In what way does God really protect us, from what is God able to keep us safe?
Psalm Reading: Psalm 91
For Sunday, Sept. 19, 2010: Year C - Ordinary 26
A twenty-first century American president is not the corollary of a B.C.E Palestinian regional king. Nor is that kingdom in any meaningful way similar to the contemporary Untied States of America. Like, for instance, we don’t have our own god that claims our country as its children or to whom the country claims allegiance. So in a biblical reading like Psalm 91, one would have to do a lot of exegetical gymnastics to find in it a witness to the Word of God.
It’s Good to be King
This week’s psalm is a royal composition of trust and protection. The king is enthroned in the shelter of the Most High, and as a result enjoys the protection of his god, from every kind of danger. No one will be able to sneak up and attack him at night; the archer’s arrows won’t reach him during the day. Thousands will die around him, but he will be just fine. To quote Mel Brooks, “It’s good to be the king!”
This psalm of reassurance and comfort does neither for me. The notion of a god that is on the side of a particular political power gives me the theological heebie-jeebies. Of course, I can understand the cultural context of the writing, and without too much of a back bend open the words of the psalmist to all people—I can apply them to me. I like that a little better. When they call to me, I will answer them; I will be with them in trouble, I will rescue them and honor them. With long life I will satisfy them, and show them my salvation. It is something that I want out of a god. A protector. I want a really big guy who promises to answer my call when I am in trouble.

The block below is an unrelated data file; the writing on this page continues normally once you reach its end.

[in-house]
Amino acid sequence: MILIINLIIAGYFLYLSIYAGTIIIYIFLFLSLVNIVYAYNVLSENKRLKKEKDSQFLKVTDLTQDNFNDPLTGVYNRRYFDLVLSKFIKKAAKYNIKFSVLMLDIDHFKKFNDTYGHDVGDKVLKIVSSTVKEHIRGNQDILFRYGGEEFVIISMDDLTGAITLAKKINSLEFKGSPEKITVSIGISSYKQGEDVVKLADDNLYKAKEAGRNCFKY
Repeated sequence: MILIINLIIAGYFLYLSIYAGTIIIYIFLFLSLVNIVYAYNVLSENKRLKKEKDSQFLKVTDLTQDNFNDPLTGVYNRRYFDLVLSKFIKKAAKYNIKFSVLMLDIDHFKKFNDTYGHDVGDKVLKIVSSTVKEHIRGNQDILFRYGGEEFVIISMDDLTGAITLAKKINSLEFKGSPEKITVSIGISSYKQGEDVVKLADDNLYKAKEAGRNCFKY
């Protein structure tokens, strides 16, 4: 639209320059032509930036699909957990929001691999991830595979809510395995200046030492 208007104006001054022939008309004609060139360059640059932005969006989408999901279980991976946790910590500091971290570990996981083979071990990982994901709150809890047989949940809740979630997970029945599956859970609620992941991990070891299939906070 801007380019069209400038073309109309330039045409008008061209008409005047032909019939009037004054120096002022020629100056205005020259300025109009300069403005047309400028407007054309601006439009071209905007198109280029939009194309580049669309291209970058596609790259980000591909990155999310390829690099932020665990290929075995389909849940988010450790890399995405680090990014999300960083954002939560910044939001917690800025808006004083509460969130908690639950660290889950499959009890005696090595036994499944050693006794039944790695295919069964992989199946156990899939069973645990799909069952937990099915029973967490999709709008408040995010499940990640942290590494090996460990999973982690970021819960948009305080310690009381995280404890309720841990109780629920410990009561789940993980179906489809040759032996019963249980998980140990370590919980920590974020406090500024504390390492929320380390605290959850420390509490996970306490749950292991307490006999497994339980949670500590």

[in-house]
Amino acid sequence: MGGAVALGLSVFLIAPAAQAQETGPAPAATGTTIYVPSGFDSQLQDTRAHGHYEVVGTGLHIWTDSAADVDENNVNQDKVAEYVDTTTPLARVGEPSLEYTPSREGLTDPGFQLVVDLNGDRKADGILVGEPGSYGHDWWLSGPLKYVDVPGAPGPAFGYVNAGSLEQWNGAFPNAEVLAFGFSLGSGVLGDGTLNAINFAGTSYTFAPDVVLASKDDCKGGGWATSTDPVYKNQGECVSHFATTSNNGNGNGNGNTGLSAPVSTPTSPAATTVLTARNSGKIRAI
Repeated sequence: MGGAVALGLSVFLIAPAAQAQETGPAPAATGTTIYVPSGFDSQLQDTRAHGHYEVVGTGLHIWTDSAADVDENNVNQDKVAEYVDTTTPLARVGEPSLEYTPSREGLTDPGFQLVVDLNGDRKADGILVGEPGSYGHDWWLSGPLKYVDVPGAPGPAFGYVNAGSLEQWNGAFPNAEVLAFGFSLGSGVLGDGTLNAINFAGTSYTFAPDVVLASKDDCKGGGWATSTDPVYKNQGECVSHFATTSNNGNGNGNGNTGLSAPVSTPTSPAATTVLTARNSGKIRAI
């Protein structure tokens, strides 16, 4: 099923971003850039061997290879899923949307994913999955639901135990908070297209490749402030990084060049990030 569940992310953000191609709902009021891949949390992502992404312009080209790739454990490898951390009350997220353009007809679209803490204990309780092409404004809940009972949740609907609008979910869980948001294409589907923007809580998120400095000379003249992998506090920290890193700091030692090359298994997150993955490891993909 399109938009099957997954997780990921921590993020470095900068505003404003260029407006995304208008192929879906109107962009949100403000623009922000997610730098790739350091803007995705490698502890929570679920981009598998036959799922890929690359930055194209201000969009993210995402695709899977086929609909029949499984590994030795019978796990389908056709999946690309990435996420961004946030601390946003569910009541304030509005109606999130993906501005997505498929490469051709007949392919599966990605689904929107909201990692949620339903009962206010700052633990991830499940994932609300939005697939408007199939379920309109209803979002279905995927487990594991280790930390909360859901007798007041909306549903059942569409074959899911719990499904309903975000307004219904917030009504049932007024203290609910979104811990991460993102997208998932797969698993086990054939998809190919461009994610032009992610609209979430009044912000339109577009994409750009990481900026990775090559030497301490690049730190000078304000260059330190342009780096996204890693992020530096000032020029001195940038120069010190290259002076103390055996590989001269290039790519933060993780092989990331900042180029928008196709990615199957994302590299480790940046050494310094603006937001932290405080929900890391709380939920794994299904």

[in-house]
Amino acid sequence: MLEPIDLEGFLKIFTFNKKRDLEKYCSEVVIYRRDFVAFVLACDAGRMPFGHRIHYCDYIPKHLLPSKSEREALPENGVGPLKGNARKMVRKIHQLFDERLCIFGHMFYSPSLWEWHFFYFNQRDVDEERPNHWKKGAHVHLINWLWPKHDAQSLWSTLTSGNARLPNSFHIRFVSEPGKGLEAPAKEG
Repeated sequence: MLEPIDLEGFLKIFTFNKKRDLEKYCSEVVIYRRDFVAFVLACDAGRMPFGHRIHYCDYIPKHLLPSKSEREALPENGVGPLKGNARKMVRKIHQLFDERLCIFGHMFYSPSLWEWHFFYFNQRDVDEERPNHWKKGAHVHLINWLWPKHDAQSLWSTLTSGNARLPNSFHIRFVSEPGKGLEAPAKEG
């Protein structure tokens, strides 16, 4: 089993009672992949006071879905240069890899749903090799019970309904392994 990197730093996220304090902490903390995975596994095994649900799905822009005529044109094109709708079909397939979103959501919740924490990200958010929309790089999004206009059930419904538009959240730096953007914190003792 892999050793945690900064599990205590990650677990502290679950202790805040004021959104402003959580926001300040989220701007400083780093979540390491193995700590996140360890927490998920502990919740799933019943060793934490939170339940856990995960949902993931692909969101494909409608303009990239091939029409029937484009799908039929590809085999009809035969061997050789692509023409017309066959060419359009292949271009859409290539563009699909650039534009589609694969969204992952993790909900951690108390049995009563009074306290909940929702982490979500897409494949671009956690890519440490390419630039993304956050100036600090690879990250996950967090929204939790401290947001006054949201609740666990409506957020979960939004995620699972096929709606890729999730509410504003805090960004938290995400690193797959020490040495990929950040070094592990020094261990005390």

But, I really am very rarely in any physical danger. That is not true for a large group of people who don’t have the kind of privilege that I do, who live in countries ruled by despots or occupied by forgiven armies. I would gladly let them use my god for a while. But as long as I am going to apply these words written for the B.C.E King to myself, I can go one step further and take all the military imagery as metaphorical. I may not be in need of a big guy to protect me from physical attack, but I do need other kinds of help. I feel despair, doubt, fear, worry, sadness, and shame. When the plague of anxiety is at my tent will my god promise to keep it from me?
The Hardest Question
Scripture has long served to give comfort, peace, reassurance. Prayers of intercession are a regular part of many faiths. But my hardest question for this text is, in what way does God really protect us, from what is God able to keep us safe?